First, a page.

Bobbitt’s Paradise: Canadian Constitutional Interpretation and Public Meaning Originalism

Bobbitt’s Paradise: Canadian Constitutional Interpretation and Public Meaning Originalism

  • Benjamin J. Oliphant

Abstract

Abstract: Bobbitt’s Paradise: l’interpretazione costituzionale canadese e il Public Meaning Originalism – In his testimony to Congress, Professor Solum has concisely set out the nature of, and justification for, his preferred method of constitutional interpretation: public meaning originalism.  In this reply, the author discusses the extent to which Professor Solum's ideas have found some purchase in Canadian courts. Despite the Supreme Court of Canada's clear commitment to interpreting the constitution like a "living tree", and apparent unanimity on the proper interpretive approach, this consensus may be only skin-deep. While Canadian courts appear to agree that every possible interpretive source may be consulted, they have not provided guidance on when certain considerations (such as text and history) should outweigh others (such as pragmatic considerations and contemporary values). Instead, the courts often appear to pick and choose between various sources or methods of interpretation, in any given case, according to sensibility and conscience. Through a review of the insights contained in Professor Solum's testimony, the author proposes some areas for reflection, and attempts to encourage some principled disagreements on the issue of constitutional interpretation in Canada.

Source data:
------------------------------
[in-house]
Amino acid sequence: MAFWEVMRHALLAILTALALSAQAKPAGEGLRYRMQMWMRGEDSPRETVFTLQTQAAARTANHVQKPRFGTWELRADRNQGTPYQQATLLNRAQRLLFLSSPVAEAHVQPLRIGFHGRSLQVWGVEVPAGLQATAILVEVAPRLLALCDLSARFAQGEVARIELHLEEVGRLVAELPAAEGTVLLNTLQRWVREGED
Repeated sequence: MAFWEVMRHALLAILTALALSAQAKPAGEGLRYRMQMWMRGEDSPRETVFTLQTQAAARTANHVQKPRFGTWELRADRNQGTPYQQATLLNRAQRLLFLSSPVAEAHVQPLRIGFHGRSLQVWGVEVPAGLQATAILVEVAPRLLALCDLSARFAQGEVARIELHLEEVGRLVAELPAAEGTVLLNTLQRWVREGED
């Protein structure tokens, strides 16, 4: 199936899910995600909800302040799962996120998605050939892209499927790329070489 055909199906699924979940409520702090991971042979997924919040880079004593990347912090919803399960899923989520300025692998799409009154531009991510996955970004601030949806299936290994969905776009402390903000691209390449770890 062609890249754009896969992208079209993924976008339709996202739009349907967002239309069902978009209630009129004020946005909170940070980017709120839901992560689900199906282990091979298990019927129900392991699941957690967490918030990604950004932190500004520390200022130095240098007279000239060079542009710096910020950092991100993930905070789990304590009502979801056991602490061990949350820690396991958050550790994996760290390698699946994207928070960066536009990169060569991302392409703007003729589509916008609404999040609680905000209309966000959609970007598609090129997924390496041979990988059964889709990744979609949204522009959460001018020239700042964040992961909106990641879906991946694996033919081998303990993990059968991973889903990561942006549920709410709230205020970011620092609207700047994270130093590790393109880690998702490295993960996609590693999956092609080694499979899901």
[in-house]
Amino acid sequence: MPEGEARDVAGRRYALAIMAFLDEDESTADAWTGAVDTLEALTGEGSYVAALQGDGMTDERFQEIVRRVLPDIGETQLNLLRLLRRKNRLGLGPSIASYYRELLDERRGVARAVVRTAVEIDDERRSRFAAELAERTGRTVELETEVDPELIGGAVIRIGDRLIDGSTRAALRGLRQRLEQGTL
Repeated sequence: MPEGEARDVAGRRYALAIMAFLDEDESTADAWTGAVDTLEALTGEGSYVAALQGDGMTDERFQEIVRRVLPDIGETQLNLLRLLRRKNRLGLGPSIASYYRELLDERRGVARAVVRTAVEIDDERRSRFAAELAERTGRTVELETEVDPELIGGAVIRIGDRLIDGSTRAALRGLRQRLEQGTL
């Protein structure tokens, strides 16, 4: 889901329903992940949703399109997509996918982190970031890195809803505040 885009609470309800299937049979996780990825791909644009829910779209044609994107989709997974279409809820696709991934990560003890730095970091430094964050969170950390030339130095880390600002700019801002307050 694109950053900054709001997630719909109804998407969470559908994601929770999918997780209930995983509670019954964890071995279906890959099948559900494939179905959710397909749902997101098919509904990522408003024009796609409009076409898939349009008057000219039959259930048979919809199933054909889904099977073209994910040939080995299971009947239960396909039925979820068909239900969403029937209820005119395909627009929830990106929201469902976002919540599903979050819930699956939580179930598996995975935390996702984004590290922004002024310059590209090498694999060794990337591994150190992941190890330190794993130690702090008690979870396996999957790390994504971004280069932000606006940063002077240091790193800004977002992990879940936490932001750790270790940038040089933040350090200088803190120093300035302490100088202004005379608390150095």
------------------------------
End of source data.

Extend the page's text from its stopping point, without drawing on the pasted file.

Keywords: Constitutional interpretation, Living constitutionalism, Living tree, Originalism.

Published
Oct 12, 2017
How to Cite
J. OLIPHANT, Benjamin. Bobbitt’s Paradise: Canadian Constitutional Interpretation and Public Meaning Originalism. DPCE Online, [S.l.], v. 31, n. 3, oct. 2017. ISSN 2037-6677. Available at: <http://www.dpceonline.it/index.php/dpceonline/article/view/433>. Date accessed: 02 july 2022.
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Section
Casi e questioni